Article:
The result of these projects are that any attack would have to compromise the POI which is typically controlled by the transaction processor, not the merchant.  Not that such an attack cannot be done, just that its rate of success at the moment is very low given the complexity of compromising a processor as well as creating an acceptable rogue POI payload.

I will not go into detail, but I know a lot of you are asking why replacing the POI is not an option?  The reason that attack is not viable is that the P2PE/E2EE solutions all provide some form of tracking the POI for a variety of reasons.  As a result, merely replacing the POI with a rogue POI is not an easy task and would also require compromising the processor.

The bottom line is that any results that the FTC comes up with will likely be impacting Level 3 and 4 merchants.  Not that such merchants are necessarily small by any sense of the word.  I know of retailers that generate hundreds of millions of dollars in revenue but do less than a million card transactions in a year.

I could easily see that FTC saying that all merchants must periodically submit to an independent evaluation of their security controls where that is evaluated against the PCI DSS or some other security standard.  I would assume that truly small merchants will push back on such a requirement pretty hard, so I would also assume that the FTC will set some sort of transaction limit so that those truly small merchants do not have to incur that expense.

I could also see the FTC or some other government agency taking over the PCI compliance program.  While I think that would bring an unnecessarily level of bureaucracy to the PCI game, it would seem to be a likely outcome.  Whether or not QSACs would be forced to turn over their compliance function to such a government operation will be interesting to see play out.  One could envision something similar to the compliance operations within the FDIC, OCC and other financial institution regulatory bodies used as a model.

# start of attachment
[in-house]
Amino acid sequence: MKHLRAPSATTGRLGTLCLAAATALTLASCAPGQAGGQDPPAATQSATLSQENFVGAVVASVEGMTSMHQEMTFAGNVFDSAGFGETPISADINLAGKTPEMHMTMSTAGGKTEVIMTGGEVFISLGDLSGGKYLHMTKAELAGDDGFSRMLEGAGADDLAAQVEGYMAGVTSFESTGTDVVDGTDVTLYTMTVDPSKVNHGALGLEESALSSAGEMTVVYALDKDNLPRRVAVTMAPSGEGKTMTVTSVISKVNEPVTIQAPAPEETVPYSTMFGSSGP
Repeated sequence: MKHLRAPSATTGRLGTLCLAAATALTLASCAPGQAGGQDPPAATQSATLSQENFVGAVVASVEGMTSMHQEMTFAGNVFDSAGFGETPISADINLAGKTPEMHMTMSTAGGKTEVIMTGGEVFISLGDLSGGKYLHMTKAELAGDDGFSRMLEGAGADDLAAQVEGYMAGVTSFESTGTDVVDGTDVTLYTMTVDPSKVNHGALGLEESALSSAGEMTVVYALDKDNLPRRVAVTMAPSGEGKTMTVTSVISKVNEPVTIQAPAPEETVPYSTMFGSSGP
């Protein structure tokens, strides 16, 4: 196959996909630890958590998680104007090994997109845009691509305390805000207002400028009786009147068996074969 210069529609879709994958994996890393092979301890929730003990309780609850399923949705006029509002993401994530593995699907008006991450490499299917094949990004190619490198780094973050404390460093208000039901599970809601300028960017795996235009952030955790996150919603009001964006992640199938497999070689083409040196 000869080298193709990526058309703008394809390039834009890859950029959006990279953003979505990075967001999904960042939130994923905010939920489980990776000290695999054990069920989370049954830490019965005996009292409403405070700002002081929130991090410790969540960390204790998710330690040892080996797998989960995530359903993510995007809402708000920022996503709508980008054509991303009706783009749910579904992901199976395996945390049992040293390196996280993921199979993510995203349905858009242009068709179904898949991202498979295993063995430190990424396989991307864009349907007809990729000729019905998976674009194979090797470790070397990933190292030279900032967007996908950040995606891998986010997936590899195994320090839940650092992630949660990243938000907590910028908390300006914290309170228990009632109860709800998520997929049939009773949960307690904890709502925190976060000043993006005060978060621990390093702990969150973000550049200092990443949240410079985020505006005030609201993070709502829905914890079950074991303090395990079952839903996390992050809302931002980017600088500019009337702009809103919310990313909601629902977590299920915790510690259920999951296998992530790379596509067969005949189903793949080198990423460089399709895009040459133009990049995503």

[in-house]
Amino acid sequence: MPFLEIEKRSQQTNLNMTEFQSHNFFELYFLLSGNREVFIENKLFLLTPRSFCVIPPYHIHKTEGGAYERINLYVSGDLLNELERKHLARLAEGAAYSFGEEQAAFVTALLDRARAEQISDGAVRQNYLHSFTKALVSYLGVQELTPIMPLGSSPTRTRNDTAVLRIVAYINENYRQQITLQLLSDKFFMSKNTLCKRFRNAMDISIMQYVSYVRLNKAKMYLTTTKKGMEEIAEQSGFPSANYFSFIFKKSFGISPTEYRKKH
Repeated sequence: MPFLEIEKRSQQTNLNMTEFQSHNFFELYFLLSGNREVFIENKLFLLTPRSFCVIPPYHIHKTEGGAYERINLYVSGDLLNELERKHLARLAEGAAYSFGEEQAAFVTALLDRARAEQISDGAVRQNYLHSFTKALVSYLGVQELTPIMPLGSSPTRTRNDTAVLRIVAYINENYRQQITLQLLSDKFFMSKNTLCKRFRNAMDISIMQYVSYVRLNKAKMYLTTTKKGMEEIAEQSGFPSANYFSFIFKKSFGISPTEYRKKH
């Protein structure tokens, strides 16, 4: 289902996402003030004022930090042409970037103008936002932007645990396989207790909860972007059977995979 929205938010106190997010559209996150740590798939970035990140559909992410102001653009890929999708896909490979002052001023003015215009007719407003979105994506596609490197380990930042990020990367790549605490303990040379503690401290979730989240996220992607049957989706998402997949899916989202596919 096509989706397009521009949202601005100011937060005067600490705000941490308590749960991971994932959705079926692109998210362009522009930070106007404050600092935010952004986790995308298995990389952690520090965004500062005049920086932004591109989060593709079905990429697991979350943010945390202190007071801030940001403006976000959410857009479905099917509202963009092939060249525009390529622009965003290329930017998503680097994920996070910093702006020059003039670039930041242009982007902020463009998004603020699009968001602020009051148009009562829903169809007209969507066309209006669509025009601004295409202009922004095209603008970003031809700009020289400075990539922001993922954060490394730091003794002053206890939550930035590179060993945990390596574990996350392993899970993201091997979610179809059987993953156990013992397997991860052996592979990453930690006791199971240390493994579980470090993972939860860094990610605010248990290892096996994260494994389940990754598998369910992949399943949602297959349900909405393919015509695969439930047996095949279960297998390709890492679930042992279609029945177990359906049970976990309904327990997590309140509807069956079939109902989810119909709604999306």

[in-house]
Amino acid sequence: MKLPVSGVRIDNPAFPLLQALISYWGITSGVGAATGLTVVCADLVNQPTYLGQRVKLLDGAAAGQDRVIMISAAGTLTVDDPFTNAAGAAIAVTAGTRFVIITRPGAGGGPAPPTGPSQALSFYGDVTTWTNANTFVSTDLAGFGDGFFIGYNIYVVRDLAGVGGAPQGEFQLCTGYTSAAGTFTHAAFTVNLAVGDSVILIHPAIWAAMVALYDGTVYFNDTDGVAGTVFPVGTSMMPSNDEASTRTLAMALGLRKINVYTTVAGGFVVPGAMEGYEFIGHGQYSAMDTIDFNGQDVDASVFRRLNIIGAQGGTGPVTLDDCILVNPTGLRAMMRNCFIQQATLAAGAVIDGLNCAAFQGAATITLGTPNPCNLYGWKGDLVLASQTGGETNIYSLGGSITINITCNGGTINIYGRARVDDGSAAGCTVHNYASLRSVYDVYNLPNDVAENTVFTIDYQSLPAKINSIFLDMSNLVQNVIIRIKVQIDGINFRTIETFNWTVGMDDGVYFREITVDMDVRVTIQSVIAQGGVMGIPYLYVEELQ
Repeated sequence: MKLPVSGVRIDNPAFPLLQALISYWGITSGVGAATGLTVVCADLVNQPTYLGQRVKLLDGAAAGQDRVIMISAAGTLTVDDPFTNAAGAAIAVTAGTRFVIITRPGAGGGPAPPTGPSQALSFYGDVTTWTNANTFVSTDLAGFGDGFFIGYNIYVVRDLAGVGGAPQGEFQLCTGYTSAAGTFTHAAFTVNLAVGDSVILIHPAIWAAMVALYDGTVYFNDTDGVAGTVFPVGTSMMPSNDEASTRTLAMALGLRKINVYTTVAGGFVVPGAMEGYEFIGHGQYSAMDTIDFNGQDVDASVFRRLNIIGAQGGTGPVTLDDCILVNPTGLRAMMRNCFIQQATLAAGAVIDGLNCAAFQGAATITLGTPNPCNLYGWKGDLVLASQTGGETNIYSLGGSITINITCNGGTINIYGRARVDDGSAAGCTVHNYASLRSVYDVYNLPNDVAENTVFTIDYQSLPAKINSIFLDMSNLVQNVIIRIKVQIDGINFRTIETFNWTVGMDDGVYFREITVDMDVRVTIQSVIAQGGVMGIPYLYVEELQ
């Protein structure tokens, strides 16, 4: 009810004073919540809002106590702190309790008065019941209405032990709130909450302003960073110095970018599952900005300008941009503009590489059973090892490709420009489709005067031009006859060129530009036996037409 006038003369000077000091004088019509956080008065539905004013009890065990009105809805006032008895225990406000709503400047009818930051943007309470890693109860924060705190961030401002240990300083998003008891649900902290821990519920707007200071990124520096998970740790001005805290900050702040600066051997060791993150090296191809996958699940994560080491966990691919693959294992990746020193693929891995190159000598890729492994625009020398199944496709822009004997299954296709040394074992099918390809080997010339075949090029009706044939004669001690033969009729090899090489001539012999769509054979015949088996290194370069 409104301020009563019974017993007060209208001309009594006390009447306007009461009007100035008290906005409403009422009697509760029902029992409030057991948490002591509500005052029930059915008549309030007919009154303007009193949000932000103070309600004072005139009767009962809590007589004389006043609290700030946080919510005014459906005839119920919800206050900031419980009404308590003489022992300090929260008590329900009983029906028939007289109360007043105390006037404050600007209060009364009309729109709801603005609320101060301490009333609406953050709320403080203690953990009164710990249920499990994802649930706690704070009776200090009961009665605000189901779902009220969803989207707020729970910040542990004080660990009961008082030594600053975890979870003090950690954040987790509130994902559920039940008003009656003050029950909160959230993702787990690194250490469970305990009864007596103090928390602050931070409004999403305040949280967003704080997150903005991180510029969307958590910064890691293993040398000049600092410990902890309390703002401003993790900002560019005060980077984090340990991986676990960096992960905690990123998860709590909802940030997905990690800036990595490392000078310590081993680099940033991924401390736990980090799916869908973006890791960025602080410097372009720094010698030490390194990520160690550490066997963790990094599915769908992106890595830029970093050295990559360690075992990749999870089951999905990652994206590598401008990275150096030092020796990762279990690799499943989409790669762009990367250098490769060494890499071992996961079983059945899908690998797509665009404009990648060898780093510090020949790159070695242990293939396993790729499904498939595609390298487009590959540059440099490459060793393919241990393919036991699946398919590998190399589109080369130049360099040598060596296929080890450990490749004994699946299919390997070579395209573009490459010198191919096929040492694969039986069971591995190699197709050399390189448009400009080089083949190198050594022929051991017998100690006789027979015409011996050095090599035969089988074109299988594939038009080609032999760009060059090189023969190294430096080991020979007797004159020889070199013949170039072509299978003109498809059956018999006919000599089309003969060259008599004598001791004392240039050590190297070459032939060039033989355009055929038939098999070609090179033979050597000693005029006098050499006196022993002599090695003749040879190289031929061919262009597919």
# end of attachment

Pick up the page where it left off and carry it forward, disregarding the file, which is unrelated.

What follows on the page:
The net is that the FTC is again, coming to this situation late.  Most of the problem will resolve itself in a year or two making the headlines go away.  However, the FTC will use its “study” as a way to justify cleaning up a questionable or bad process.  A process that will have to radically change as merchants essentially get out of the card data business.

My advice to the FTC is to let nature take its course.  The breaches of the past have lead the industry to change itself and significantly reduce the risk.  A better effort would be for the FTC to get the processors and card brands to push for adoption of P2PE/E2EE and tokenization across the board.  That would minimize the risk to merchants and only leave processors and banks at risk.

But my advice is rational and that is not typically how government institutions operate because they need to show the public that they are doing something.  As a result, they tend to over react and do things that are no longer required all in the name of proving that they deserve to remain in business.

It will definitely be interesting to see how this all plays out.